Columns, Opinion

Mapping Around Mediocrity: The Importance of Character Creation

Video games are the most expressive medium of the modern age, allowing players to show a new side of themselves through an on-screen avatar. This is no more apparent than in the role-playing genre. Players become the center of a story by delving into a particular character role. The biggest way a player can express themselves, however, is during character creation. Character creation allows players to ponder the type of person they wish to be as they journey through the world. Unfortunately, standard creation tends to limit itself to six-or-so metrics surrounding strength, constitution, dexterity, charisma, intelligence, and wisdom. 

These attributes work from a gameplay standpoint, but are miserable for creativity, leading to general stereotypes, such as the strong but stupid brute or the intelligent yet frail wizard. This prevents role-playing development that would remarkably increase player immersion, forcing this avatar to conform to the developer’s vision instead of the player’s. Improving a game’s role-playing elements will not only avoid it becoming just another R.P.G., but it will also allow for better and more diverse character development.

A perfect example is Disco Elysium’s character creation. There are only four attributes: intellect, psyche, physique, and motorics. Intellect and psyche focus more on the player’s abilities to know and understand, while physique and motorics focus more on physical characteristics and coordination skills. 

All four of these have skills within them that manipulate the character’s state of mind in some way. For example, the skill “conceptualization” is under intellect. During character creation, increasing intellect will affect conceptualization. Afterwards, increasing this skill will increase the protagonist’s knowledge of art, although other areas of knowledge may still lack. Unlike Fallout, where an increase in a skill like science will increase all areas of knowledge, the system presented in Disco Elysium asks not just “Will I be intellectual?” but also, “How will I be intellectual?” The player will start to specifically shape these skills to make their personality what they want it to be. This cop may be great at understanding art, but absolutely horrible at recalling other bits of knowledge that may help during investigations, despite having high intellect.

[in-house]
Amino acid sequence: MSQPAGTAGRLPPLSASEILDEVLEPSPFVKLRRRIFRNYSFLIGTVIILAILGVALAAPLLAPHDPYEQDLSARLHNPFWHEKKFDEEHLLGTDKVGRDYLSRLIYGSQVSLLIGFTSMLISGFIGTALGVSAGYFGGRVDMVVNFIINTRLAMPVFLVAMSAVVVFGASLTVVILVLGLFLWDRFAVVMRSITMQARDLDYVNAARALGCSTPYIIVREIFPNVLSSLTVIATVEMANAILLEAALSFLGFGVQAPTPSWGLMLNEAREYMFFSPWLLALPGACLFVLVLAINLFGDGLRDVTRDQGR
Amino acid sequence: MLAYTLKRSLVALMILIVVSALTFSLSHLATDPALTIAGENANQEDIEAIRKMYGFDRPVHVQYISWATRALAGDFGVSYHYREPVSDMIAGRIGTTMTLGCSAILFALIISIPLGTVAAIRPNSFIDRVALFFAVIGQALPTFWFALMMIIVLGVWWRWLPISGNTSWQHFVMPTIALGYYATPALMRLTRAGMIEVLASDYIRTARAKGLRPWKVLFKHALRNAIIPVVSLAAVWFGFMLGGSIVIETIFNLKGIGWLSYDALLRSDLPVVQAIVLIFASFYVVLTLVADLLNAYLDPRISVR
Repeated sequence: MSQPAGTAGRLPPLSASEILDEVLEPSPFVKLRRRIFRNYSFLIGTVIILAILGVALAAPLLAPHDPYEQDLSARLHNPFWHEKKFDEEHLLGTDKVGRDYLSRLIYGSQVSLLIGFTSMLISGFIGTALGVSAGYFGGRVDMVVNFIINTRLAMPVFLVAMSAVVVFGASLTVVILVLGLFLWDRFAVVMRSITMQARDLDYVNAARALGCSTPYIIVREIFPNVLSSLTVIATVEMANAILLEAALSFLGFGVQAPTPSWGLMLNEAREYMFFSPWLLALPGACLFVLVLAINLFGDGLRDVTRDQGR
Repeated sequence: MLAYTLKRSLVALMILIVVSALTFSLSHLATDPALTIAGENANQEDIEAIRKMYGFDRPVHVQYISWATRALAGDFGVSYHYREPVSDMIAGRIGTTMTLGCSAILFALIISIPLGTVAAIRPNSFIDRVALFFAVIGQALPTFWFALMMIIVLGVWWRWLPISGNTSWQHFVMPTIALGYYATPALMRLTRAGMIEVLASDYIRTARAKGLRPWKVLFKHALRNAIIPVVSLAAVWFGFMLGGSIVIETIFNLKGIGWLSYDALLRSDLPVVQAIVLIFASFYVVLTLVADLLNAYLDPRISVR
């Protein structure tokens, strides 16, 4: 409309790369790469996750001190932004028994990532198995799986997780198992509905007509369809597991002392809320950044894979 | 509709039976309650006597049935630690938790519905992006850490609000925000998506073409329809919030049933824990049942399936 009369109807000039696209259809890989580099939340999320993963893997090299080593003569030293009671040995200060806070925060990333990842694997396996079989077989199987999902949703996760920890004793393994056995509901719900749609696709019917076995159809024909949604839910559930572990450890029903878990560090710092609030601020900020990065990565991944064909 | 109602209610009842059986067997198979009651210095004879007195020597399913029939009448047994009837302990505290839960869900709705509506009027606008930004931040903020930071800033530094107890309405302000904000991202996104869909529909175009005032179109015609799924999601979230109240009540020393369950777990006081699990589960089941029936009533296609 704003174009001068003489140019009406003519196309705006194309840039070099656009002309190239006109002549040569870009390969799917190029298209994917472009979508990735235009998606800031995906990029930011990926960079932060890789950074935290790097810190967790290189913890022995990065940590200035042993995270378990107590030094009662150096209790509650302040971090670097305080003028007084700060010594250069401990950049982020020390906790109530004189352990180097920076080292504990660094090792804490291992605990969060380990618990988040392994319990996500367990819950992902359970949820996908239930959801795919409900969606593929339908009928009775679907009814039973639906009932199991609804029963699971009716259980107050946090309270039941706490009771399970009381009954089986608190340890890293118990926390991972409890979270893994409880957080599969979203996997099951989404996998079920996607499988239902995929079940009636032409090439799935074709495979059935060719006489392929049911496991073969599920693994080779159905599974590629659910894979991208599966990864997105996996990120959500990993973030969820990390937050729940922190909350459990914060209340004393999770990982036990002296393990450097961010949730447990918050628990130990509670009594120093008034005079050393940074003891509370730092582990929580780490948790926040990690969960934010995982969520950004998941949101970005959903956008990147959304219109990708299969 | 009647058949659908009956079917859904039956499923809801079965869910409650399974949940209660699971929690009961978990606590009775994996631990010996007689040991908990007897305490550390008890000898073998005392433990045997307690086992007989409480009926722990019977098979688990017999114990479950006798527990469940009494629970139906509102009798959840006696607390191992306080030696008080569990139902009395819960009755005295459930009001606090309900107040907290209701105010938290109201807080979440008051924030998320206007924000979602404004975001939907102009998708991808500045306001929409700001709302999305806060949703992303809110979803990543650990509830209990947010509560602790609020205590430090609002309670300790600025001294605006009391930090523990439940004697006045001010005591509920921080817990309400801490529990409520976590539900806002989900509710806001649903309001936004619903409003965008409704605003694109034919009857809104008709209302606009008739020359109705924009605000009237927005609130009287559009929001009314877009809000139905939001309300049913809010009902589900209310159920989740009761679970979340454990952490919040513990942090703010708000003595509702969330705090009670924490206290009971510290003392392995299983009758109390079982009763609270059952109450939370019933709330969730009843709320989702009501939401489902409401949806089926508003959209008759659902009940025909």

A system like this is perfect for role-playing games. Role-playing games thrive on immersion and creativity, and being able to mold the mind of the protagonist unlocks new avenues to truly understand who is forming on screen. It is important to remember that although these worlds are virtual and fictitious, character creation is an opportunity to produce another personality. These opportunities give users the chance to live out a fantasy, put themselves into the game, or even create a character that may challenge the player’s beliefs. The playable character is the user’s avenue into exploring the world, and as the character grows, so does the player. Every strength and flaw will give new interactions with the world, which can often lead to new world lore missed on a previous playthrough. As such, when analyzing a game’s system, it is important to not only understand how the game’s system works, but also understand how the system improves on the generic six attribute mechanic. In this way, one can understand if a protagonist will be shaped by a game’s limiting system or a player’s creativity.

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